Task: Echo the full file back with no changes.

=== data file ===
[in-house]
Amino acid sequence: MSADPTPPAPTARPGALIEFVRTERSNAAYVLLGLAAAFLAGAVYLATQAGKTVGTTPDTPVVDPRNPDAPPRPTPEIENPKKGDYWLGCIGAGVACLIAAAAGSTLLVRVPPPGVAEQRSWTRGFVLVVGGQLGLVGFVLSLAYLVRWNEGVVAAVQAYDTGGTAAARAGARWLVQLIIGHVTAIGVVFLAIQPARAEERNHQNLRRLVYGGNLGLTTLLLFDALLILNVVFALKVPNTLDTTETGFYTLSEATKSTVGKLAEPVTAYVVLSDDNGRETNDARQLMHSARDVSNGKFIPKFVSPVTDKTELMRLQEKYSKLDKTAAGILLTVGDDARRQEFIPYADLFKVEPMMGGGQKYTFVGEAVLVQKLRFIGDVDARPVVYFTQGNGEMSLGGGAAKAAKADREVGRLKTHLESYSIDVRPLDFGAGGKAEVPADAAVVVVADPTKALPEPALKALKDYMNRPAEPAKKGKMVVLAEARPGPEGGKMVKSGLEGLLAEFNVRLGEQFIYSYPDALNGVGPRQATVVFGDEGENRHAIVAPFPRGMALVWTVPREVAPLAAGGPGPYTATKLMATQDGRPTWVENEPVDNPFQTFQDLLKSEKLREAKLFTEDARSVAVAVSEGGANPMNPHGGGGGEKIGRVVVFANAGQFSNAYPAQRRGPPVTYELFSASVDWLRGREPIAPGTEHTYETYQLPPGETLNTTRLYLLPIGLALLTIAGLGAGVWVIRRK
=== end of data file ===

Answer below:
[in-house]
Amino acid sequence: MSADPTPPAPTARPGALIEFVRTERSNAAYVLLGLAAAFLAGAVYLATQAGKTVGTTPDTPVVDPRNPDAPPRPTPEIENPKKGDYWLGCIGAGVACLIAAAAGSTLLVRVPPPGVAEQRSWTRGFVLVVGGQLGLVGFVLSLAYLVRWNEGVVAAVQAYDTGGTAAARAGARWLVQLIIGHVTAIGVVFLAIQPARAEERNHQNLRRLVYGGNLGLTTLLLFDALLILNVVFALKVPNTLDTTETGFYTLSEATKSTVGKLAEPVTAYVVLSDDNGRETNDARQLMHSARDVSNGKFIPKFVSPVTDKTELMRLQEKYSKLDKTAAGILLTVGDDARRQEFIPYADLFKVEPMMGGGQKYTFVGEAVLVQKLRFIGDVDARPVVYFTQGNGEMSLGGGAAKAAKADREVGRLKTHLESYSIDVRPLDFGAGGKAEVPADAAVVVVADPTKALPEPALKALKDYMNRPAEPAKKGKMVVLAEARPGPEGGKMVKSGLEGLLAEFNVRLGEQFIYSYPDALNGVGPRQATVVFGDEGENRHAIVAPFPRGMALVWTVPREVAPLAAGGPGPYTATKLMATQDGRPTWVENEPVDNPFQTFQDLLKSEKLREAKLFTEDARSVAVAVSEGGANPMNPHGGGGGEKIGRVVVFANAGQFSNAYPAQRRGPPVTYELFSASVDWLRGREPIAPGTEHTYETYQLPPGETLNTTRLYLLPIGLALLTIAGLGAGVWVIRRK